Since things are going so well in the world of SPACs (just ask Nikola's Trevor Milton), it's a great time for everyone's favorite... leisure brand to once again make its way back onto the public markets years after it filed for bankruptcy and the closure of its iconic magazine earlier this year. And that's exactly what the Playboy Enterprises brand is going to do.
The company will use the black check company Mountain Crest Acquisition in a deal worth $381 million to return to being a publicly traded company, Reuters reported on Thursday. Mountain Crest will sell $50 million of its common stock to institutional investors and the stock is expected to trade under ticker "PLBY". Playboy is set to receive more than $100 million in cash in the deal, which will fund Playboy's growth plans.
We first noted that Playboy was considering the plans several weeks ago. We noted then that the company was looking to shift its business model away from its iconic magazine...
...to sexual wellness products, spirits and cannabis.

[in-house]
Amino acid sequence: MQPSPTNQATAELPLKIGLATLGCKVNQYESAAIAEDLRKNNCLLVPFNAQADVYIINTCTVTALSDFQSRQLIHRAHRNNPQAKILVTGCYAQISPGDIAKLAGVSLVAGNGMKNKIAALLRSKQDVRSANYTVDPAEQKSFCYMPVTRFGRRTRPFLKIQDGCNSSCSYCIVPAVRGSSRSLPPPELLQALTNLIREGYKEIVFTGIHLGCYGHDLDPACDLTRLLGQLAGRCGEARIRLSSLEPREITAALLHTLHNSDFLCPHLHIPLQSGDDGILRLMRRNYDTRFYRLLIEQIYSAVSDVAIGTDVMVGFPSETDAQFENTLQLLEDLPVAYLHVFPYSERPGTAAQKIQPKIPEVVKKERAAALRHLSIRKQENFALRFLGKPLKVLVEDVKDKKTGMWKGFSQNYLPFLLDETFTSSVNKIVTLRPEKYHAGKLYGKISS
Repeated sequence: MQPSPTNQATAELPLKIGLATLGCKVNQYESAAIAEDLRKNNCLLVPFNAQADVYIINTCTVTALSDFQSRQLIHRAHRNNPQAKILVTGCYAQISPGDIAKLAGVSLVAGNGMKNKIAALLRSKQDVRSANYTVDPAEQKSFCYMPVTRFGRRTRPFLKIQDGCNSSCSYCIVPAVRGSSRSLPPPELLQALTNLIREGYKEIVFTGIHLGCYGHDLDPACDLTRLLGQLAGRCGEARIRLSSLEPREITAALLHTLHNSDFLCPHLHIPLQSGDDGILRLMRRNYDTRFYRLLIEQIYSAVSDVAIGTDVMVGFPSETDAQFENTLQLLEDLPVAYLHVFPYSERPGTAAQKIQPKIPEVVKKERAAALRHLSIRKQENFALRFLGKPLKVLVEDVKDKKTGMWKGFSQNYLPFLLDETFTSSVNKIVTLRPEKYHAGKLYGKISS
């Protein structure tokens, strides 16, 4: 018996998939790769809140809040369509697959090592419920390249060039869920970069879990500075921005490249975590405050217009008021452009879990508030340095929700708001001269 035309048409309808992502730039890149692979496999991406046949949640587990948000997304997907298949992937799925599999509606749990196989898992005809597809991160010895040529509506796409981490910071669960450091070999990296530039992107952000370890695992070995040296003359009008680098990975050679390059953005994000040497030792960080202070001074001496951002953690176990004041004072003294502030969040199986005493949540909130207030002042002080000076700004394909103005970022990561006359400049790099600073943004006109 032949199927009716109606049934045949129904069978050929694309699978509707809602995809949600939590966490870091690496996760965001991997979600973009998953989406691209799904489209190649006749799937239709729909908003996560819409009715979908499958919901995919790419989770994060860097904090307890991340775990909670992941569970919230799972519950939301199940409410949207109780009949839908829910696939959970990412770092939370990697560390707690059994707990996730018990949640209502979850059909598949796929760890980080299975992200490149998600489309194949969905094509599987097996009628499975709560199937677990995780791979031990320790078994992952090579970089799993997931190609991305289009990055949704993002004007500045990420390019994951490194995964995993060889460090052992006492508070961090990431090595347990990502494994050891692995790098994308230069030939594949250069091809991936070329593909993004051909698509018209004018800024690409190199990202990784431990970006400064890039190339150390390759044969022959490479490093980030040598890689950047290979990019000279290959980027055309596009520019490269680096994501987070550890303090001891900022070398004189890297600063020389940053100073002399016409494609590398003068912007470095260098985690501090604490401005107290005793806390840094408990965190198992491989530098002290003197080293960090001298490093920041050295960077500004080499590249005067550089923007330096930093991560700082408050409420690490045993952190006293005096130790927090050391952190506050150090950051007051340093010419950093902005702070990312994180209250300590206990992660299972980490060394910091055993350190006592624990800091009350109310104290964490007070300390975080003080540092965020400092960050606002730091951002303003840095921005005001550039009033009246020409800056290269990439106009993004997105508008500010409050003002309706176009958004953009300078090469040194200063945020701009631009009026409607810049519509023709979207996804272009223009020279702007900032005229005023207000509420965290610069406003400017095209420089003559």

The deal comes nine years after Hugh Hefner and Rizvi Traverse Management took the company private for $207 million. Hefner died in 2017 and his mansion in LA was divided into parcels of land. His son, Cooper, exited the business last year.
We noted weeks ago that Mountain Crest had raised about $50 million and is led by Dr. Suying Liu, who is head corporate strategist at Hudson Capital, which is based in Beijing.
To limit dilution, Playboy has agreed to purchase 700,000 Mountain Crest shares at $6.35 a share. According to Dow Jones, Playboy shareholders have agreed to a one-year lockup, subject to a partial release if after six months the stock has traded at $14 for 20 out of 30 consecutive days. The deal is expected to close early in the first quarter of 2021.
Pplayboy has more than $400 million in cash flows that are contracted through 2029, sexual wellness products in more than 10,000 retail stores and online and branded lifestyle and digital gaming products, the companies said in a release.
The company's CEO, Ben Kohn, said Playboy would stop producing its iconic magazine in March of this year. Playboy remains a "media company" and has a website that carries much of the same content as the magazine did. The company now also focuses on Playboy branded products, including sex gels and CBD sprays.
The Post had noted several weeks ago that "the brand has been losing momentum in the U.S. for awhile now" - which, we said, makes it an obvious candidate to go public again.
After all, if the public markets aren't for access to capital and socializing the losses of your cash burning company, what are they for?
On an unrelated note, we wonder if Playboy will stay in the postcard business.